New York Architecture Images- Midtown

General Electric Building

(Originally the RCA Victor Building)


Cross & Cross


570 Lexington Avenue at 51st St.




Art Deco


194,6m / 640.0ft, 50 floors  salmon brick, terra-cotta
The base is of rose-coloured granite, while the set-back mass above and the tower shaft are clad in glazed tan brick. 
The undoubtedly most striking feature of this 195 m tall building is its, indeed, flamboyant top, a curious mixture of Gothic spires in limestone and brickwork with wavy, filigree style decoration and lightning bolt motifs, depicting the electricity of radio transmission waves sent by the Radio Corporation of America. At night this "crown" of the building is illuminated from within, making the top look like a giant torch. 
The entrance lobby has a vaulted ceiling of aluminium plating with sunburst motifs and walls of light pink marble. The lamp fixtures are of aquamarine-colored glass. 


Office Building


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Capped with a crown of spires, this Art Deco skyscraper is decorated with diagonal and zigzag designs that evoke associations with electricity. Its brick cladding with terra-cotta ornament blends in with the materials of St. Bartholomew's church. With much of its base hidden behind the church, this is a rare example of a friendly, contextual juxtaposition of two buildings of different scale, type and age.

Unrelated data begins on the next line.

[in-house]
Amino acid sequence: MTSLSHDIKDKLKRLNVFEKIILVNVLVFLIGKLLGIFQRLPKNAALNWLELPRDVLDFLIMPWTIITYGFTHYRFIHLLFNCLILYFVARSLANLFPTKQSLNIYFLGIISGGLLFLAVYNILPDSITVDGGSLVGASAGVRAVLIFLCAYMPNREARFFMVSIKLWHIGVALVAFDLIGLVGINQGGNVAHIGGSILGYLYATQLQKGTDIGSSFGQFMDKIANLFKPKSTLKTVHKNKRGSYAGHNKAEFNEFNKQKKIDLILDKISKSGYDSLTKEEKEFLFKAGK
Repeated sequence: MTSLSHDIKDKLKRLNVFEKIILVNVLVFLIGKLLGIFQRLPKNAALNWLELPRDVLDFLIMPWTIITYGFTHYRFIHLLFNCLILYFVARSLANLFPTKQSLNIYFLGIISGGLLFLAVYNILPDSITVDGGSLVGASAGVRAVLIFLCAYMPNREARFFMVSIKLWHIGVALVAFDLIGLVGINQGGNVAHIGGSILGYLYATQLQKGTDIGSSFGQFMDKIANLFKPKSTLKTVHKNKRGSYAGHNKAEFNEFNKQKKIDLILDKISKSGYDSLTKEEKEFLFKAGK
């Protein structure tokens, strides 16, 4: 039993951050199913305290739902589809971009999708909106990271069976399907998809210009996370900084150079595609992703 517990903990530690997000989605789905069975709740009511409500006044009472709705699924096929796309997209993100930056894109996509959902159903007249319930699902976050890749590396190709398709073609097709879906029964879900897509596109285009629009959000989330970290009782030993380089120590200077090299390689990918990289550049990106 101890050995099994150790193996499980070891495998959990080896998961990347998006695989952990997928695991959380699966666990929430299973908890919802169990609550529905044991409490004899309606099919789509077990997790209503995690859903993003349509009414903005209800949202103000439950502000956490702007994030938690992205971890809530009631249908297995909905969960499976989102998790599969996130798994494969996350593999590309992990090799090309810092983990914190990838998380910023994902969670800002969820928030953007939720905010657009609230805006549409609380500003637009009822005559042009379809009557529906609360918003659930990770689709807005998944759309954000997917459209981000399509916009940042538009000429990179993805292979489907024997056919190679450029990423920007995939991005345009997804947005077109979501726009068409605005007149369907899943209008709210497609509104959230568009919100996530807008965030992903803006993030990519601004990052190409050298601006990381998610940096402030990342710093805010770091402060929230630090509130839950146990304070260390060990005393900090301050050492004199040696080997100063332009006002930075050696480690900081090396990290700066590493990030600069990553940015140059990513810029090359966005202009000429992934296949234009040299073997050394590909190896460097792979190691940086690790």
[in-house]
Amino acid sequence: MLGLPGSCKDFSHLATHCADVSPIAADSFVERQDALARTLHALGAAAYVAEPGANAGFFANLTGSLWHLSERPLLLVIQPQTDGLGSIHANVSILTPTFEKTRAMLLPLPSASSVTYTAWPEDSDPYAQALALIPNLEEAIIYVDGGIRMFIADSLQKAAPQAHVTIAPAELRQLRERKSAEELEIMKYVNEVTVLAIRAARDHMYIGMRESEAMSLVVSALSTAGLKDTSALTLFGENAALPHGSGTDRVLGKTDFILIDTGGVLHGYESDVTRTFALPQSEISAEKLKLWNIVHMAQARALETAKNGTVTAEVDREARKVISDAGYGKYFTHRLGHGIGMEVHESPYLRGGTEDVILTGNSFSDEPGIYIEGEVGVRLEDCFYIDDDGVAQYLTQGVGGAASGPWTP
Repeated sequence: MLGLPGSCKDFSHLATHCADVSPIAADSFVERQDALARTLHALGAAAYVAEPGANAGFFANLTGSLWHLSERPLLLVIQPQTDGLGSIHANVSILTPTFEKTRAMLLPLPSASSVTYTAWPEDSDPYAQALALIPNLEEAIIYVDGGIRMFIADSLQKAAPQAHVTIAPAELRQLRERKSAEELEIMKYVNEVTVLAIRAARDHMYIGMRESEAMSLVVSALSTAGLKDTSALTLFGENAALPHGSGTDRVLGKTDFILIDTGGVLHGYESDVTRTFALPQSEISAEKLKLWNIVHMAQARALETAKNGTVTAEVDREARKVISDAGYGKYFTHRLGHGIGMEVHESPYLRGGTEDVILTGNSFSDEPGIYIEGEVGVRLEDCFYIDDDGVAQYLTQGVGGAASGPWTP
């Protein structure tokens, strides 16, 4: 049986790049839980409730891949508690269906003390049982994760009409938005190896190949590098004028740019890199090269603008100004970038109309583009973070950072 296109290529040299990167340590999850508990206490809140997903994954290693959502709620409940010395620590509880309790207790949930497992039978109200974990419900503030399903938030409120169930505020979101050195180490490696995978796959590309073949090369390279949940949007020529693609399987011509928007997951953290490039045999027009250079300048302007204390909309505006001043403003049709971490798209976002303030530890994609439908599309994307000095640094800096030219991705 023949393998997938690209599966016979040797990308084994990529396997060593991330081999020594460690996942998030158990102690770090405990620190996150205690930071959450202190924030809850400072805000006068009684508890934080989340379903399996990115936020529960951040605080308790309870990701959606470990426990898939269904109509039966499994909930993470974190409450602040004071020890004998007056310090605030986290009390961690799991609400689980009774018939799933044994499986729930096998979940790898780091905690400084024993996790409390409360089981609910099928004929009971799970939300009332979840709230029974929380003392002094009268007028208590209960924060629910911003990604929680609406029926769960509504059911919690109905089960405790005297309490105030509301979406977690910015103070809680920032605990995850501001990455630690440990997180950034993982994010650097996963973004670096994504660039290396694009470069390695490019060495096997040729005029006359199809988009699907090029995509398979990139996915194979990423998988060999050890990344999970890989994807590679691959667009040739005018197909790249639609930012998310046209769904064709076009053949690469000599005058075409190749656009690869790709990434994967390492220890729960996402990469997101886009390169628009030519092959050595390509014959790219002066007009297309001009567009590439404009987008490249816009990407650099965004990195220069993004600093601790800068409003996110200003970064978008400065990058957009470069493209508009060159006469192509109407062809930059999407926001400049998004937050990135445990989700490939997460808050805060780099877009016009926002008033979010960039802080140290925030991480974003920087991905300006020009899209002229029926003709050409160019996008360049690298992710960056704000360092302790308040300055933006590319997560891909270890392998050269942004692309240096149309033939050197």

When Architects Cross & Cross were given the task of designing the Gneral Electric building in 1931, they were asked to create a building that would complement St. Bartholomew's Church next door. This was no easy task.

Upon completion, however, the GE building won unanimous acclaim from both critics and the general public. The colors chosen for the building were designed to blend as well as provide contrast, and the tower enhanced the church's polychrome dome. View both buildings from the corner of Park and 50th to see for yourself how well the architects met their goal.

The GE building is not merely backdrop for St. Bartholomew's; it's a work of art in its own right. From its chrome and marble lobby to its radio waves crown, the GE Building represents one of the finest examples of Art Deco design in the world.

While at the GE Building, take a moment to visit the site of one of the most memorable scenes in movie history. One block north on Lexington Avenue is the spot where Marilyn Monroe, in her white dress, stood in the breeze of a Lexington Avenue subway grate in the movie, The Seven-Year Itch.